It would be one of the largest solar installations in the world and was seen as a possible substitute for the 70-turbine wind farm that is being proposed for the island of Molokai as part of the Big Wind project.
But it’s unlikely that the massive 300-megawatt solar farm that San Diego-based Sempra Energy is hoping to build on underutilized Navy land near Pear Harbor will take the place of the wind farm.
The company told Civil Beat that it probably would not be able to secure land for the project in time to respond to Hawaiian Electric’s request for proposals for other renewable energy projects.
State regulators had directed the electric utility to issue a new RFP after the Molokai portion of the Big Wind project ran into problems. The Big Wind project aims to bring wind energy from Molokai and Lanai to Oahu via an undersea cable.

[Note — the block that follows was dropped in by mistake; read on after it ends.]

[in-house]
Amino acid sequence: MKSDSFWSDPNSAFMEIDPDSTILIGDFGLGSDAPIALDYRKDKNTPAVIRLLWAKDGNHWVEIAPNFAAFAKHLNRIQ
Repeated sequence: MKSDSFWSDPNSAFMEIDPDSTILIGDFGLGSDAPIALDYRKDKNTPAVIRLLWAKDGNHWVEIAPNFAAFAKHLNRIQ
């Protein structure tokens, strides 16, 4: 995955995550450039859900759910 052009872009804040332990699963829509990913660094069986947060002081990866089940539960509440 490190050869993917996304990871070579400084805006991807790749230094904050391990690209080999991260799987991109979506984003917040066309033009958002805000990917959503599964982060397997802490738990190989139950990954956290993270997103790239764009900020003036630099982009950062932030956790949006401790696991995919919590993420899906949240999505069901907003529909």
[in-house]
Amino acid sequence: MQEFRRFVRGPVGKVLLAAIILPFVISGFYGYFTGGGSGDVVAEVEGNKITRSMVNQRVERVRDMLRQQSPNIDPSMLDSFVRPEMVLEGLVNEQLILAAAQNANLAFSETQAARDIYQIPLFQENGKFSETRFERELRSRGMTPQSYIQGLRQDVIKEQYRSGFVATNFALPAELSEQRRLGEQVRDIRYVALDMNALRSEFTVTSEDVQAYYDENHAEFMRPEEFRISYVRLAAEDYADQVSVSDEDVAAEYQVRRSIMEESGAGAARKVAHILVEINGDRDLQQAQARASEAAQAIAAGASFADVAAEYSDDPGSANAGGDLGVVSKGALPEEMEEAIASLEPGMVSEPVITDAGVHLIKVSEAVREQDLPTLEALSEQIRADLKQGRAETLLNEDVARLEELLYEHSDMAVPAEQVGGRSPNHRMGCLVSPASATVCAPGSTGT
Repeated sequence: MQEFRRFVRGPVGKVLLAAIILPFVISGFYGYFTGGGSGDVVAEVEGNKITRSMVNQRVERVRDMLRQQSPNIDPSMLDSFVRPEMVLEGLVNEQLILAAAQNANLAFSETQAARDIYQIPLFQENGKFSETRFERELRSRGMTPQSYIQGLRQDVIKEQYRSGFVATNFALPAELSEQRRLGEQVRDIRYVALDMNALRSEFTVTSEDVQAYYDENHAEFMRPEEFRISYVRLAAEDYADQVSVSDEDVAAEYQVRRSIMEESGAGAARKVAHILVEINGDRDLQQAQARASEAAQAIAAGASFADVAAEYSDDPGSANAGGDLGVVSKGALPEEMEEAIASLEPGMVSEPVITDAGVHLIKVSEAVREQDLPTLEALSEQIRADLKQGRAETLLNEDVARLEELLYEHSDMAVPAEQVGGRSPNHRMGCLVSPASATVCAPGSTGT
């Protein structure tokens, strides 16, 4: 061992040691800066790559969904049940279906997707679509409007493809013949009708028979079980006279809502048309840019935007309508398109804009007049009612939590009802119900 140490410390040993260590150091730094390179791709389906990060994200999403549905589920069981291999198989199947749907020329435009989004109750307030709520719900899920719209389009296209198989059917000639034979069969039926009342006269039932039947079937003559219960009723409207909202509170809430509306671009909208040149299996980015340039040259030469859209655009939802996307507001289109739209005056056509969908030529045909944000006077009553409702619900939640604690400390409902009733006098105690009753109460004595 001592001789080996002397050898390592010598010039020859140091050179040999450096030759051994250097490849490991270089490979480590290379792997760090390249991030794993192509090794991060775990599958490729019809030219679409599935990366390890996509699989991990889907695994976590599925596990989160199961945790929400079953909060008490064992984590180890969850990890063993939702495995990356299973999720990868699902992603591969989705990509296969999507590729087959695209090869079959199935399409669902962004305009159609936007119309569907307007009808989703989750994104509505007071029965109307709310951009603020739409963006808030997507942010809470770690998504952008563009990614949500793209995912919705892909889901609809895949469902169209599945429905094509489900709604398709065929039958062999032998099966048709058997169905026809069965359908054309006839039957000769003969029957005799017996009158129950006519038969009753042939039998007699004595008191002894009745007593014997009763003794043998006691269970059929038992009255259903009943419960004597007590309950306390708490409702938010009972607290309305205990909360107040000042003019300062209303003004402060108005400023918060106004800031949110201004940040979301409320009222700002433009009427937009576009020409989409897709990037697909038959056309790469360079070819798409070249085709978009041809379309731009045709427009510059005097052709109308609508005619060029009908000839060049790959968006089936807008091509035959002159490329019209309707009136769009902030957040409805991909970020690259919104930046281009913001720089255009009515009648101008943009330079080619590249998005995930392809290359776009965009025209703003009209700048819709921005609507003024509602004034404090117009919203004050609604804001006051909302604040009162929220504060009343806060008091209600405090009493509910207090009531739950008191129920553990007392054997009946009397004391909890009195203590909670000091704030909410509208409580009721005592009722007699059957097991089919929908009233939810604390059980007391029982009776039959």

Molokai residents are strongly opposed to the idea of putting windmills on their island, making it unlikely that state regulators will approve it.
Hawaiian Electric has said it will consider energy projects on Oahu or on any island that can reach Oahu by cable. Wind developer Molokai Renewables still plans to submit a bid for a 200-megawatt Molokai wind farm despite the public opposition. The Lanai portion of the project is still moving forward.
Mitch Dmohowski, who is in charge of Sempra’s energy projects in Hawaii, said the company was unlikely to meet an expected August 2012 deadline for bids because it didn’t think it could secure land from the Navy in time. The military still has to issue its own RFP for the land, which could take more than a year.
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